Rising Above the Cloud

Through ups and downs, CEO Eric Chouinard ushers his booming start-up, iWeb, into the digital age

Eric Chouinard (front row, third from right) made sure he assembled a team at iWeb that could handle the company’s rapid growth. PHOTO: Audric Gagnon

When Eric Chouinard decided to start a company from scratch 16 years ago, he never dreamed that today he would be leading a $50 million business. While in university, Chouinard could see the dawning of the digital age, and he also saw an opportunity to bring services to the new, exciting market.

“It was the right time and the right business—digital media was just starting, and it has only continued to grow,” Chouinard says. “It’s central to how the current generation plays, works, and communicates.”

Managing Quick Growth


Ensure your customer service remains consistent

Slow down the hiring process to ensure you hire the right people

Admit your mistakes, correct them, and move on


Worry too much about the competition—provide exceptional

service, and your customers will grow with you

Let the growth overwhelm you—develop a strategic plan and follow through

The core of the company—iWeb Inc.—is focused on scalable Internet hosting infrastructure solutions with dedicated servers, managed hosting, cloud computing, and colocation services. With more than 240 employees, the company serves 26,000 customers in 150 countries around the globe. And even though iWeb was named one of Canada’s fastest-growing companies, approximately 80 percent of its business is outside Canada.

But the picture at iWeb hasn’t always been so rosy. Increasing competition and severe growing pains have presented the company with numerous challenges on its path to success. The company also experienced some financial growing pains as well, choosing to go public in 2004 and then taking the company back to private in 2011 to preserve its liquidity and financing strength.

One of the company’s ongoing challenges is standing out in an ever-crowding field of peers. So how is iWeb different? “Our infrastructure centres around one dedicated server per customer,” Chouinard says. “This setup allows our customers optimal control, flexibility, and power.”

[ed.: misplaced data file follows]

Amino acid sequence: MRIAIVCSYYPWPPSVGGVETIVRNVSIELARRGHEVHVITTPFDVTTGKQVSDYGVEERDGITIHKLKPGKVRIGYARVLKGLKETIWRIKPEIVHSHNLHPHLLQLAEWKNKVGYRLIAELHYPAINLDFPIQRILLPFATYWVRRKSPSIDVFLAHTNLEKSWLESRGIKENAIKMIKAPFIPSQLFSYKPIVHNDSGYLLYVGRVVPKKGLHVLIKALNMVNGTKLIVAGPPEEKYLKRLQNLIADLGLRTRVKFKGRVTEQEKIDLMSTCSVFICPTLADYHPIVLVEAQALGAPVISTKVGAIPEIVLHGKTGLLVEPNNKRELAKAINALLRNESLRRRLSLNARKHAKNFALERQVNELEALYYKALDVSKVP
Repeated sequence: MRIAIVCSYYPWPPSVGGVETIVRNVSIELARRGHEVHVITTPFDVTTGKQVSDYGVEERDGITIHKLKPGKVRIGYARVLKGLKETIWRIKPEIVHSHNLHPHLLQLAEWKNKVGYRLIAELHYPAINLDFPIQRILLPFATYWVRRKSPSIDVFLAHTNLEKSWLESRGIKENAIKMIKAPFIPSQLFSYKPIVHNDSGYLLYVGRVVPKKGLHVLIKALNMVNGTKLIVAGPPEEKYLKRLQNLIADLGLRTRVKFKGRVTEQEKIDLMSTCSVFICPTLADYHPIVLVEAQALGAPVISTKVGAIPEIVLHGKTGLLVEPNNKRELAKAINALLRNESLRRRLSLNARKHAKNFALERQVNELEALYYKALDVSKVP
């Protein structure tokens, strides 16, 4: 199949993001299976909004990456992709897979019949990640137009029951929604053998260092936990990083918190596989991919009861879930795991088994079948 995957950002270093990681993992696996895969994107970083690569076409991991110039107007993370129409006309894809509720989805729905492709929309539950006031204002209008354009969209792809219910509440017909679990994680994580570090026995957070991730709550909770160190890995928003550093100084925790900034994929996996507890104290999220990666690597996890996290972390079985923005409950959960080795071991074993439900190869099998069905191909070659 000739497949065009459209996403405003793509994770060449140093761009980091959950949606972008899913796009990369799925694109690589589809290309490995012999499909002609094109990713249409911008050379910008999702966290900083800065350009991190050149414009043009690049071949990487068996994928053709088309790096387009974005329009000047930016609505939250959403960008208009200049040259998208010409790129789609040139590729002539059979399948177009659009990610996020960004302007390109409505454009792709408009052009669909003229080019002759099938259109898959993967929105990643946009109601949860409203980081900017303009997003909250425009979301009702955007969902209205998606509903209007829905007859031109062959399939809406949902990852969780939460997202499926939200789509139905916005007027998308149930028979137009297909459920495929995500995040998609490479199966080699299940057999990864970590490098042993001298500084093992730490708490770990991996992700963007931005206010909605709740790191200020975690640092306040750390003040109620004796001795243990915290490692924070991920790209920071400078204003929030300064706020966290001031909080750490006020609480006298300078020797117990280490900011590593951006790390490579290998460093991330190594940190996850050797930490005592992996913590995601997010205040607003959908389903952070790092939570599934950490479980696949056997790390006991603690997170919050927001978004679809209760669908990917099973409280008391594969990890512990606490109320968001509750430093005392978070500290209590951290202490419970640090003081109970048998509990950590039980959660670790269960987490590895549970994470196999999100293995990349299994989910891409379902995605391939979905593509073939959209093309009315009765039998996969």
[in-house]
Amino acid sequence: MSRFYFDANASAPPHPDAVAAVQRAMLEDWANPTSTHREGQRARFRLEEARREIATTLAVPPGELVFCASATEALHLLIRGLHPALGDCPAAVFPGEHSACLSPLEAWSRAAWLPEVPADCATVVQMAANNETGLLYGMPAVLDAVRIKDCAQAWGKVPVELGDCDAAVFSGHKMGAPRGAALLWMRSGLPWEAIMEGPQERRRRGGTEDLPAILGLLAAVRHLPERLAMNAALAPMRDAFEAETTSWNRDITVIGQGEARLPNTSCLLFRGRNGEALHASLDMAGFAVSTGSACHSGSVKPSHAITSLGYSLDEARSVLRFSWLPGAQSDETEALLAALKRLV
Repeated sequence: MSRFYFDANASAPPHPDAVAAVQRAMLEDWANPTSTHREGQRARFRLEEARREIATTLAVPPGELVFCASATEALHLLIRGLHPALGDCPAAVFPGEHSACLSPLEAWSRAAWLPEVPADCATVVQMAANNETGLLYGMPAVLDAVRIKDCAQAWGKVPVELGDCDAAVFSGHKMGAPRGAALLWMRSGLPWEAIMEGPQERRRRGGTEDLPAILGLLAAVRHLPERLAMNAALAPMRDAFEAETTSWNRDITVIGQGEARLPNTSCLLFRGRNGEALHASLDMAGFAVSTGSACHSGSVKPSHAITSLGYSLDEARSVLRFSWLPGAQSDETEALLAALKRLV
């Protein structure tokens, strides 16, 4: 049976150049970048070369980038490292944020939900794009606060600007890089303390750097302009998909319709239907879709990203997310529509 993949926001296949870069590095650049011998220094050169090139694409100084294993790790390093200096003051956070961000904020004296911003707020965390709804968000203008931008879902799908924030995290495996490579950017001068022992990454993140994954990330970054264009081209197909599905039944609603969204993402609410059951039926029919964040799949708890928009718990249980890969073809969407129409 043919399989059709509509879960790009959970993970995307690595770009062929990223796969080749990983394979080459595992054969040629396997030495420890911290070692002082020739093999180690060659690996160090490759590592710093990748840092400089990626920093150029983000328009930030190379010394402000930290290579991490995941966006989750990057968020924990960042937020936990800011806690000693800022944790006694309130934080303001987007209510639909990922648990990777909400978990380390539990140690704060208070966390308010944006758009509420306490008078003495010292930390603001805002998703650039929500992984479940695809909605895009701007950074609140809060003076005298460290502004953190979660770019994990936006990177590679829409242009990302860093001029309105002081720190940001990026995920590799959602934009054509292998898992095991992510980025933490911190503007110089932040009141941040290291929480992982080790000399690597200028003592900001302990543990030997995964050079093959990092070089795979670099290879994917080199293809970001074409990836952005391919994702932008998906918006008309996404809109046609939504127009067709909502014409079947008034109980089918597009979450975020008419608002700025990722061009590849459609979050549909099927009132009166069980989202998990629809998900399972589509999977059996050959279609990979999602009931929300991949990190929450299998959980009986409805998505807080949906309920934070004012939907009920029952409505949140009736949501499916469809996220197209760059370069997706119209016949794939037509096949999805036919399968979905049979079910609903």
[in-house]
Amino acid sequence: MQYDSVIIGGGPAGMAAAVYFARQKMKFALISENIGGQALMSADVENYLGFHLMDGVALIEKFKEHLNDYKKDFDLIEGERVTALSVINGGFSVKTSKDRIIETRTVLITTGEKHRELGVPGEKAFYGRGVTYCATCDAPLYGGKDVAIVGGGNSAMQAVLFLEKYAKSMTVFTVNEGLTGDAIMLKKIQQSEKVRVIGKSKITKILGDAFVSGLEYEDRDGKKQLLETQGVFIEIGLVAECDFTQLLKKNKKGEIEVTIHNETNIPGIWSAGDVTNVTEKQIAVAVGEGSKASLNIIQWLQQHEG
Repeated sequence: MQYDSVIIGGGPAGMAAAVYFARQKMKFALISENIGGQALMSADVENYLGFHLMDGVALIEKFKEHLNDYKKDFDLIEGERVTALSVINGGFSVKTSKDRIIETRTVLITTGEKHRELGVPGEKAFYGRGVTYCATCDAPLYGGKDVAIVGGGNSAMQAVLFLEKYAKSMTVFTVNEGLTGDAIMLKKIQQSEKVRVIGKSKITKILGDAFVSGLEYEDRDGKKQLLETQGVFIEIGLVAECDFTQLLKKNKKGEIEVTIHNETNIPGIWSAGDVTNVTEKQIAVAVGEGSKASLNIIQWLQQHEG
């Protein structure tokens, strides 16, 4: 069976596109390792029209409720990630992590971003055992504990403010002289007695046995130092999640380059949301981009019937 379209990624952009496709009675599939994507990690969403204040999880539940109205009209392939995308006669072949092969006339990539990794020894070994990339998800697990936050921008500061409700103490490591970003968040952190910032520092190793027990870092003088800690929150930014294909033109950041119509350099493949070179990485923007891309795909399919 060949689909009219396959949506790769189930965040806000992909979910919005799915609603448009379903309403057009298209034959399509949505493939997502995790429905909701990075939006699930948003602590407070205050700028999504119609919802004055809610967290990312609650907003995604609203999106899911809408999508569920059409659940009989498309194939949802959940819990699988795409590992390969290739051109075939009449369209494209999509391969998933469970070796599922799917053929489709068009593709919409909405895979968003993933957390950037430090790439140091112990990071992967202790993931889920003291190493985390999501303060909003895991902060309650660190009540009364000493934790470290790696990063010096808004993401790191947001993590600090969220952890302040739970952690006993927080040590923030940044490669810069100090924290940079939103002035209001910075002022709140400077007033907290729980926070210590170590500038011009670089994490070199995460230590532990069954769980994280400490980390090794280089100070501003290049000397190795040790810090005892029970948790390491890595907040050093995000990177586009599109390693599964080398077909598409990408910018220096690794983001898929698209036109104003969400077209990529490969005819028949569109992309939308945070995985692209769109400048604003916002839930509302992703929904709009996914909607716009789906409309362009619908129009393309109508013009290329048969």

Chouinard also keeps the company’s customer-service philosophy simple: Never go down. “More and more income is generated through the Internet and social media,” he says. “You simply cannot go down, so we invest a great deal of capital into infrastructure and understanding our customer’s business so we can continue to provide the best solutions for their business.”

iWeb’s customer base centres around small to midsize companies with the majority of new business being driven through the Internet. Chouinard found out, however, that while growth is good, it brings its own set of issues. When the company went public in 2004, annual revenue hovered around $1.3 million; however, between 2008 and 2011, revenue doubled from $25 million to $50 million—and the amount of work along with it.

“Our growth did not come through acquisition or new customers but through our base of customers experiencing tremendous growth and, in turn, trusting us to support them as they grew,” Chouinard says.

Tremendous growth also means a need for more human capital, so iWeb found itself also doubling staff while it doubled revenues, and, as time went on, Chouinard made sure iWeb’s staff had the skills to run a bigger business. “I found myself really focusing on making sure we were hiring the right people to do the right thing, starting with top management,” he says. “We really took our time with the hiring process and ensuring the people we hired also supported our culture and vision.”

Eric Chouinard founded iWeb 16 years ago, when digital media was getting started. PHOTO:  Audric Gagnon
Eric Chouinard founded iWeb 16 years ago, when digital media was getting started. PHOTO: Audric Gagnon

Managing the culture and vision—particularly from a customer-service perspective—presented another challenge to Chouinard, who had to effectively manage the brand and culture of the company while managing the growth. “Some customers felt when we were smaller, they received better service, so we had to figure out how to operate like a smaller company within the structure of a bigger corporation,” he says.

Chouinard is quick to admit he has made mistakes along the way. One lesson he’s learned is letting someone else do some of the work. “For a while, we were developing all our applications internally and spending millions of dollars doing so,” he says. “Now we outsource those needs to application development companies, which are specialists in their various areas and are continually refining their product.”

iWeb now hopes to take the lessons it learned over its three years of growth and forge ahead into new, developing markets, including Latin American and the Middle East. “We just approved our three-year strategic plan with a goal to be at $75 million by 2016,” Chouinard says. “However, my personal goal is to be the guardian for shareholders, cus­­tom­­ers, and employees, making sure each group understands their value to th­­­­­­­­­e company while we maintain our vision for the future.”